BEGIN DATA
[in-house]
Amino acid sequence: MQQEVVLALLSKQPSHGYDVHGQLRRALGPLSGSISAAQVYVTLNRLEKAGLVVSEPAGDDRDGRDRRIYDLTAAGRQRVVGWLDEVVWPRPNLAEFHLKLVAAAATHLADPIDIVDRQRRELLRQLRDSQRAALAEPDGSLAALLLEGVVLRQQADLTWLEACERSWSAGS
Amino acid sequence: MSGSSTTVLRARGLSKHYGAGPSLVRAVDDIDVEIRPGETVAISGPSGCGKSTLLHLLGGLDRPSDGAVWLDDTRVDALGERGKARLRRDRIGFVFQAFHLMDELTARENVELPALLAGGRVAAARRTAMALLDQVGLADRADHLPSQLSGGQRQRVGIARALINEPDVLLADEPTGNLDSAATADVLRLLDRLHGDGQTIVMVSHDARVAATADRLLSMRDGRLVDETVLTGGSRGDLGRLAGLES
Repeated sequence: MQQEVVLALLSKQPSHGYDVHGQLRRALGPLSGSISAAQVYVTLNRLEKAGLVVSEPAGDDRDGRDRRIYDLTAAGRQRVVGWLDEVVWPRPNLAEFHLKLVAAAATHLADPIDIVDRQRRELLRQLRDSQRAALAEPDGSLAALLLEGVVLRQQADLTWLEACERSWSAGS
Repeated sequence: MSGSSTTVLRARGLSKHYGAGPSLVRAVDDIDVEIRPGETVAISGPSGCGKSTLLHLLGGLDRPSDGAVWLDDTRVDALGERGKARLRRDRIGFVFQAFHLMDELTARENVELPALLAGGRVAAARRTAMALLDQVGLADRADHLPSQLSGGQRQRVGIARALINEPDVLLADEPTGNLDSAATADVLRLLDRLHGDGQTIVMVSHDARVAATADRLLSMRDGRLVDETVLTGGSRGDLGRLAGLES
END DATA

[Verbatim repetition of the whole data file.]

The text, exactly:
[in-house]
Amino acid sequence: MQQEVVLALLSKQPSHGYDVHGQLRRALGPLSGSISAAQVYVTLNRLEKAGLVVSEPAGDDRDGRDRRIYDLTAAGRQRVVGWLDEVVWPRPNLAEFHLKLVAAAATHLADPIDIVDRQRRELLRQLRDSQRAALAEPDGSLAALLLEGVVLRQQADLTWLEACERSWSAGS
Amino acid sequence: MSGSSTTVLRARGLSKHYGAGPSLVRAVDDIDVEIRPGETVAISGPSGCGKSTLLHLLGGLDRPSDGAVWLDDTRVDALGERGKARLRRDRIGFVFQAFHLMDELTARENVELPALLAGGRVAAARRTAMALLDQVGLADRADHLPSQLSGGQRQRVGIARALINEPDVLLADEPTGNLDSAATADVLRLLDRLHGDGQTIVMVSHDARVAATADRLLSMRDGRLVDETVLTGGSRGDLGRLAGLES
Repeated sequence: MQQEVVLALLSKQPSHGYDVHGQLRRALGPLSGSISAAQVYVTLNRLEKAGLVVSEPAGDDRDGRDRRIYDLTAAGRQRVVGWLDEVVWPRPNLAEFHLKLVAAAATHLADPIDIVDRQRRELLRQLRDSQRAALAEPDGSLAALLLEGVVLRQQADLTWLEACERSWSAGS
Repeated sequence: MSGSSTTVLRARGLSKHYGAGPSLVRAVDDIDVEIRPGETVAISGPSGCGKSTLLHLLGGLDRPSDGAVWLDDTRVDALGERGKARLRRDRIGFVFQAFHLMDELTARENVELPALLAGGRVAAARRTAMALLDQVGLADRADHLPSQLSGGQRQRVGIARALINEPDVLLADEPTGNLDSAATADVLRLLDRLHGDGQTIVMVSHDARVAATADRLLSMRDGRLVDETVLTGGSRGDLGRLAGLES